India seeks to achieve about 40 % cumulative electric power installed capacity from non-fossil fuel-based energy resources by the year 2030, the same year India commits to cut its emissions by half, based on their pledge in COP26. Electric vehicles appear to be the way forward for Indian transportation and the government both at the federal and sub-regional levels has been making spirited efforts to transition to electric vehicles in a mission mode. The State of Delhi is experimenting at scale with the introduction of electric buses and it is estimated that in the next 2 to 3 years, the majority of commuters will transition to public transport including electric buses and metro rails through a combination of incentives and penal measures already in the works at the policy levels.
Based on data available by the Ministry of Road Transport and Highways, as of 3rd August 2022, a total of 13,92,265 Electric Vehicles (EVs) are being used on roads throughout the country.
Three-wheelers stand at the highest number of electric vehicles at 7,93,370, followed by two-wheelers at 5,44,643, and finally, four-wheelers and above at 54,252 as of 3rd August 2022. Furthermore, the sale of EVs in FY 2021-22 has gone up three times compared to the sale of EVs in FY 2020-21 to 1,34,460 sales in the past year with the government taking a number of steps to boost the adoption of electric vehicles.
On 12th May 2021, the government approved the Production Linked Incentive (PLI) scheme for the manufacturing of Advanced Chemistry Cell (ACC) in order to bring down the prices of batteries in the country. A drop in battery prices will result in a cost reduction for electric vehicles. Electric Vehicles are eligible for incentives under the PLI scheme for automobile and auto components, which was approved on 15th September 2021 with a budgetary outlay of USD 5 billion for a period of five years.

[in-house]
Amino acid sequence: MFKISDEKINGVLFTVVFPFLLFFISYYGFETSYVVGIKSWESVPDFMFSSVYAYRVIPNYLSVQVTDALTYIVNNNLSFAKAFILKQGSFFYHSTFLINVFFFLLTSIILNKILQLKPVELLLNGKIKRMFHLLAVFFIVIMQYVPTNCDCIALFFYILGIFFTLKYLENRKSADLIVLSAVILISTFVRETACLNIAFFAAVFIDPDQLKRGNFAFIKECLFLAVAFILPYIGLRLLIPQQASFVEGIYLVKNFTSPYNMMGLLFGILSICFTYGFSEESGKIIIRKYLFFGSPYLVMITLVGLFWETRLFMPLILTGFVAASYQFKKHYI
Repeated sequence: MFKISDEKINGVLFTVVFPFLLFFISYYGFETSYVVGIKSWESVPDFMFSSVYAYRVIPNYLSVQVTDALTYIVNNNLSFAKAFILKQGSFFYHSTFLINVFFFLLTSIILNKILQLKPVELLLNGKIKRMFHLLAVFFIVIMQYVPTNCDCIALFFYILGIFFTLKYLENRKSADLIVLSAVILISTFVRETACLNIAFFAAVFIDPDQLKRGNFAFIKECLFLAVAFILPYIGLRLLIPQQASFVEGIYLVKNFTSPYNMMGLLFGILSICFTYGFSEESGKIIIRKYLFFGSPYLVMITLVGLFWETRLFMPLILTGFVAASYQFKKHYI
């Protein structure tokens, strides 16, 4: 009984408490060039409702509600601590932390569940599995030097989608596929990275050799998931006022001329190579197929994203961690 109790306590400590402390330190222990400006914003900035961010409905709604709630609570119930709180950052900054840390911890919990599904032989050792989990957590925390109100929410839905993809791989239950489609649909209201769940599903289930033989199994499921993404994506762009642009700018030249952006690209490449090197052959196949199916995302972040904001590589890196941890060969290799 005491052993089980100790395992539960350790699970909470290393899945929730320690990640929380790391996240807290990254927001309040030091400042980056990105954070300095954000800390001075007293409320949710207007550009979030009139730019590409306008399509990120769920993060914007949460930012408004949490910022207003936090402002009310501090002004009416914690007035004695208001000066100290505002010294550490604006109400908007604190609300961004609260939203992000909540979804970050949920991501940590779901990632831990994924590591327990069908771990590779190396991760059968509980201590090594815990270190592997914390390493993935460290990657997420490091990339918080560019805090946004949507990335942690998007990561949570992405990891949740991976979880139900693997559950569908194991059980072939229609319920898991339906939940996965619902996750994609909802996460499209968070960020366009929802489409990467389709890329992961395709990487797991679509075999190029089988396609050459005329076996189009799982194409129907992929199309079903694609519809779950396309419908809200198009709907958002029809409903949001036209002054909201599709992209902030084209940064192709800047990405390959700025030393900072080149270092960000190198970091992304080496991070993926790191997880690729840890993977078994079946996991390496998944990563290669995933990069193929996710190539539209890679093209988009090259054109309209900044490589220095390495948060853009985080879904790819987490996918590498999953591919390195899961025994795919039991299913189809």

Taxes on electric vehicles have also been reduced from 12% to 5%; the tax on chargers/charging stations for electric vehicles has been reduced from 18% to 5%. The Ministry of Road Transport & Highways (MoRTH) announced that battery-operated vehicles will be given green license plates and be exempted from permit requirements with a notification advising states to waive road tax on EVs, which in turn will help reduce the initial cost of EVs.
A recent study by Arthur D Little titled Unlocking India’s electric mobility potential estimates that more than 30% of vehicles in India will be electric by 2030 with the EV industry crossing 10 million vehicles by 2030 with an adoption rate of 30% across categories. The study further reveals that India will need approximately 800 GWh of batteries by 2030 to be able to secure the 30 % EV adoption rate. For this, the country is accelerating plans to manufacture lithium-ion cells. India has had its share of challenges in infrastructure issues including charging facilities. Despite that, however, India is one of the largest EV markets in Asia, second only to China, and is surprisingly ahead of Japan.
This Post was submitted by Climate Scorecard India Country Manager Pooran Chandra Pandey